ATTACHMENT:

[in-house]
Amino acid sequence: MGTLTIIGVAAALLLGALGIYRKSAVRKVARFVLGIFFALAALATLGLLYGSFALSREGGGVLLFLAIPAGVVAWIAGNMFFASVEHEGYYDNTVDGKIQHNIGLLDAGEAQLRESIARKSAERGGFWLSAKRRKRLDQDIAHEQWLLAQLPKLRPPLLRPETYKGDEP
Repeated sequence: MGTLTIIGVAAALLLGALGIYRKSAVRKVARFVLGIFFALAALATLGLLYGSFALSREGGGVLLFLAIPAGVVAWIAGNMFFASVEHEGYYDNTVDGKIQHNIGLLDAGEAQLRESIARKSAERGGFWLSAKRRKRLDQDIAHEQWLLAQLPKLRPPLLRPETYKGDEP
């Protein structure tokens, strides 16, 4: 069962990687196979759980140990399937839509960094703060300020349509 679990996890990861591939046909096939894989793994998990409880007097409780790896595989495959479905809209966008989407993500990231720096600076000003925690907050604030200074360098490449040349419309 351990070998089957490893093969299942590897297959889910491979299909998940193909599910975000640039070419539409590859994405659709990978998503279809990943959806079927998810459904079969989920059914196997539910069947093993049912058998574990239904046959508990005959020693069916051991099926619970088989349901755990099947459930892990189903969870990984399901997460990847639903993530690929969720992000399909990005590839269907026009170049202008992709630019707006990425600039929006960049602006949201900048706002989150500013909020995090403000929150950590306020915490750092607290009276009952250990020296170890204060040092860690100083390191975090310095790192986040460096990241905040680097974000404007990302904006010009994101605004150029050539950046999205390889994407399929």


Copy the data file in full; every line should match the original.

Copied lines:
[in-house]
Amino acid sequence: MGTLTIIGVAAALLLGALGIYRKSAVRKVARFVLGIFFALAALATLGLLYGSFALSREGGGVLLFLAIPAGVVAWIAGNMFFASVEHEGYYDNTVDGKIQHNIGLLDAGEAQLRESIARKSAERGGFWLSAKRRKRLDQDIAHEQWLLAQLPKLRPPLLRPETYKGDEP
Repeated sequence: MGTLTIIGVAAALLLGALGIYRKSAVRKVARFVLGIFFALAALATLGLLYGSFALSREGGGVLLFLAIPAGVVAWIAGNMFFASVEHEGYYDNTVDGKIQHNIGLLDAGEAQLRESIARKSAERGGFWLSAKRRKRLDQDIAHEQWLLAQLPKLRPPLLRPETYKGDEP
């Protein structure tokens, strides 16, 4: 069962990687196979759980140990399937839509960094703060300020349509 679990996890990861591939046909096939894989793994998990409880007097409780790896595989495959479905809209966008989407993500990231720096600076000003925690907050604030200074360098490449040349419309 351990070998089957490893093969299942590897297959889910491979299909998940193909599910975000640039070419539409590859994405659709990978998503279809990943959806079927998810459904079969989920059914196997539910069947093993049912058998574990239904046959508990005959020693069916051991099926619970088989349901755990099947459930892990189903969870990984399901997460990847639903993530690929969720992000399909990005590839269907026009170049202008992709630019707006990425600039929006960049602006949201900048706002989150500013909020995090403000929150950590306020915490750092607290009276009952250990020296170890204060040092860690100083390191975090310095790192986040460096990241905040680097974000404007990302904006010009994101605004150029050539950046999205390889994407399929």